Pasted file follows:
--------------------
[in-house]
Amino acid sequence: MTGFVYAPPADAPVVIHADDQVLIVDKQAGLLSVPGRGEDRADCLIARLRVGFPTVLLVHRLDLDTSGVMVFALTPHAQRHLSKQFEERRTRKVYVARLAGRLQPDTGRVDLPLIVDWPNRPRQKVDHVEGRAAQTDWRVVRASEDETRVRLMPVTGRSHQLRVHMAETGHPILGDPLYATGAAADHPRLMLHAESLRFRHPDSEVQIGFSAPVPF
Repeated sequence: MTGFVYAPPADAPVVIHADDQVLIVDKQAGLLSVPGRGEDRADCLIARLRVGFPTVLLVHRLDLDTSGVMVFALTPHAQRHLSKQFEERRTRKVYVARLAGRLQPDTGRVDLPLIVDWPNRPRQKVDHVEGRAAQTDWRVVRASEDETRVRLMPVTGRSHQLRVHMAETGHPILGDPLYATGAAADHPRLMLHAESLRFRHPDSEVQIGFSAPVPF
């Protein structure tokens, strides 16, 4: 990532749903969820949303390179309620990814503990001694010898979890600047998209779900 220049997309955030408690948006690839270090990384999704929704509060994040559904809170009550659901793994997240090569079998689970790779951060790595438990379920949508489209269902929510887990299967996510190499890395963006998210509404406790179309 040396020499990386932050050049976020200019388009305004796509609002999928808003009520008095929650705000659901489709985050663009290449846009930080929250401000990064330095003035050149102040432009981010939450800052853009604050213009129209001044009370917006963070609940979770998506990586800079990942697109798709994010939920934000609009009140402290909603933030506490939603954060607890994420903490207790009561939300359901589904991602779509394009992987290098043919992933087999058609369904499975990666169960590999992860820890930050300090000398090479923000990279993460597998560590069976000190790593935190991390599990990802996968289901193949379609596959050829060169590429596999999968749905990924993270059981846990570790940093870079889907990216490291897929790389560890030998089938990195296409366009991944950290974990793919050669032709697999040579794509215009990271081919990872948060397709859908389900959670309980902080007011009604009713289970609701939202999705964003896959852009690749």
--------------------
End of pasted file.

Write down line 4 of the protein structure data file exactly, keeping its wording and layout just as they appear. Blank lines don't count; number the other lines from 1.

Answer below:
């Protein structure tokens, strides 16, 4: 990532749903969820949303390179309620990814503990001694010898979890600047998209779900 220049997309955030408690948006690839270090990384999704929704509060994040559904809170009550659901793994997240090569079998689970790779951060790595438990379920949508489209269902929510887990299967996510190499890395963006998210509404406790179309 040396020499990386932050050049976020200019388009305004796509609002999928808003009520008095929650705000659901489709985050663009290449846009930080929250401000990064330095003035050149102040432009981010939450800052853009604050213009129209001044009370917006963070609940979770998506990586800079990942697109798709994010939920934000609009009140402290909603933030506490939603954060607890994420903490207790009561939300359901589904991602779509394009992987290098043919992933087999058609369904499975990666169960590999992860820890930050300090000398090479923000990279993460597998560590069976000190790593935190991390599990990802996968289901193949379609596959050829060169590429596999999968749905990924993270059981846990570790940093870079889907990216490291897929790389560890030998089938990195296409366009991944950290974990793919050669032709697999040579794509215009990271081919990872948060397709859908389900959670309980902080007011009604009713289970609701939202999705964003896959852009690749």